Gun Rights

LRC Public Information

A central Kentucky lawmaker says he’s working to modify legislation which would allow so-called ‘armed marshals’ at schools.  Paris Senator Steve West considered the initial filing proposal a ‘starting point’.  

Nicole Erwin | Ohio Valley ReSource

Marshall County Kentucky is still reeling from the school shooting that left two students dead and another 18 injured. As with so many communities around the country, people are searching for answers, including how the shooter got the gun. As Nicole Erwin of the Ohio Valley ReSource reports 27 states have laws requiring safe storage of firearms to prevent child access. Kentucky does not.

After gunman Kevin Janson Neal killed his wife and then two neighbors Tuesday morning he headed for Rancho Tehama Elementary School, weapons in hand.

It was just before 8 a.m. when teachers heard the crackle of gunfire in the small, rural town of Rancho Tehama, in Northern California. The elementary school — with about 100 students and 9 staff — immediately went on lockdown.

Updated at 10:14 a.m. ET

A bipartisan measure aimed at improving background checks for gun sales has been introduced in the Senate, following a mass shooting in Texas that officials say might have been prevented if the gunman's conviction on assault charges had been flagged in a national database.

President Trump says more thorough vetting for firearms purchases would have made "no difference" in the mass shooting at a Texas church despite reports that the suspect's past conviction on domestic assault charges should have disqualified him under federal law.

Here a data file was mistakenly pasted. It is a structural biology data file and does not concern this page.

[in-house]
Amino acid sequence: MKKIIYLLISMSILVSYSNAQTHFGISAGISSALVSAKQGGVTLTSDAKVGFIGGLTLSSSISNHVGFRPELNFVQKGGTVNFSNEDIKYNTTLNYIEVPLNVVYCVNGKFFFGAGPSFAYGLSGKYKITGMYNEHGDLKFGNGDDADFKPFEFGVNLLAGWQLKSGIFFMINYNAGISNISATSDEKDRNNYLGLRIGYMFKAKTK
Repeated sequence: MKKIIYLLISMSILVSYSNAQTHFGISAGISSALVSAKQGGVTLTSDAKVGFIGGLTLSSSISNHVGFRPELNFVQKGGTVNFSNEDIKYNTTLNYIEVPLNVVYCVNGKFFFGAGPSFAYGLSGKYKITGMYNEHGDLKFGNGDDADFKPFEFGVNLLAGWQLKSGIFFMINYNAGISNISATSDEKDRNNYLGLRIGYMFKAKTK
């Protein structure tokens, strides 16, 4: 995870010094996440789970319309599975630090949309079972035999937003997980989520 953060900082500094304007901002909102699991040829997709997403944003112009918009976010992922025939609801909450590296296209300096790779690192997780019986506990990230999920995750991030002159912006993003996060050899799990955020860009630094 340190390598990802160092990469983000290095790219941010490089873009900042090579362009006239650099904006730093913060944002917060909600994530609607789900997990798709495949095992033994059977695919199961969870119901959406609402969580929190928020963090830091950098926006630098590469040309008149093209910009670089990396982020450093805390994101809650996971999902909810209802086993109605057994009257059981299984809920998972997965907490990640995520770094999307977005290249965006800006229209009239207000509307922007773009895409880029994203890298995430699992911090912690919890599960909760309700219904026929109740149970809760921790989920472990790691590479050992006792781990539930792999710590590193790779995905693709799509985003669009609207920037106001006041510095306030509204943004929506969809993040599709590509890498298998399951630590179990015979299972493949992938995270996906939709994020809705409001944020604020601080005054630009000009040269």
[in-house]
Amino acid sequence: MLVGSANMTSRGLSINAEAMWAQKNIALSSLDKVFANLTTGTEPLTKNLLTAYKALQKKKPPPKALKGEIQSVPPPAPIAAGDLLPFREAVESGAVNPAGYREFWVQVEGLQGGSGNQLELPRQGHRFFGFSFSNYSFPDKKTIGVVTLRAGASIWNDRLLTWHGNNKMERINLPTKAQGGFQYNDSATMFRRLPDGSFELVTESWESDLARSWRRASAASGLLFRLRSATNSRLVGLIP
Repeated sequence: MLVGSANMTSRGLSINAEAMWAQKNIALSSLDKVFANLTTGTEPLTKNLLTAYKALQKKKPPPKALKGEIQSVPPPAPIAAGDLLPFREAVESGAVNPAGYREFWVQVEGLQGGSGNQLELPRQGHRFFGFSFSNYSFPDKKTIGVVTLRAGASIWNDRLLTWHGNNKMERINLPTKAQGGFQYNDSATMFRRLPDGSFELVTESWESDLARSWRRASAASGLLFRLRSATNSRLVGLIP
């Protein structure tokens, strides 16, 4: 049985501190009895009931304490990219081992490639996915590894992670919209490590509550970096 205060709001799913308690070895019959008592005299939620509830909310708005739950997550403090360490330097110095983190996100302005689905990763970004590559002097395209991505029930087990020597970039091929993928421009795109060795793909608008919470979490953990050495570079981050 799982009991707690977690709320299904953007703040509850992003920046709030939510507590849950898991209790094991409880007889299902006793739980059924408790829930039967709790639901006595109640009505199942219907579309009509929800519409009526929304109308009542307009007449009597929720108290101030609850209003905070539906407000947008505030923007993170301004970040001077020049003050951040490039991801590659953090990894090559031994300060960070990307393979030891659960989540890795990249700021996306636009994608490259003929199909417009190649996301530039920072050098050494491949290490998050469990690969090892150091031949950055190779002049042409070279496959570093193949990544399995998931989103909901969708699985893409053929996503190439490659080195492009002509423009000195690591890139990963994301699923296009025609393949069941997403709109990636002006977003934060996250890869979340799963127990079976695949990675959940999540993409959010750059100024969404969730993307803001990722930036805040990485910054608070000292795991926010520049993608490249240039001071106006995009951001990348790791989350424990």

At a news conference in Seoul on the second leg of a five-nation Asian tour, Trump was asked by a journalist for NBC if he thought people wanting to purchase firearms should be subject to "extreme vetting."

Updated at 8:30 p.m. ET

The Air Force says a mistake allowed Devin Patrick Kelley to buy guns. On Sunday Kelley opened fire on a small church in Sutherland Springs, Texas.

The former airman had an assault-style rifle and two handguns — all purchased by him, according to federal officials — when he shot and killed 26 people.

Republican Lt. Gov. Karyn Polito of Massachusetts signed a bill Friday, approved one day earlier by the state's Democrat-led Legislature, outlawing so-called bump stocks, accessories that allow semi-automatic firearms to mimic the rapid firing action of machine guns.

Massachusetts is the first state to enact a ban on bump stocks in the wake of last month's shooting in Las Vegas, the deadliest in modern American history.

In the wake of the deadliest mass shooting in modern U.S. history, most Americans — regardless of party — favor tightening restrictions on firearms, according to a new NPR/Ipsos poll.

But significant partisan divides remain — and perhaps relatedly, they exist alongside divides in knowledge about guns in America.

Eight-in-10 Americans told the pollsters they favor bans on assault weapons, high-capacity ammunition magazines and "bump stocks," an accessory used by the Las Vegas shooter that allows a semi-automatic rifle to fire like an automatic weapon.

Do mass shootings, like the tragic event in Las Vegas on the evening of Oct. 1, change people's minds about gun control?

From a policy perspective, we can ask whether changes in gun regulations would likely affect the occurrence of mass shootings and other forms of gun violence. (We certainly should be asking these questions.)

Like many Americans, Chris Michel woke up Monday morning to the horrific news of the massacre in Las Vegas, which left 58 people dead as well as the shooter Stephen Paddock and nearly 500 injured.

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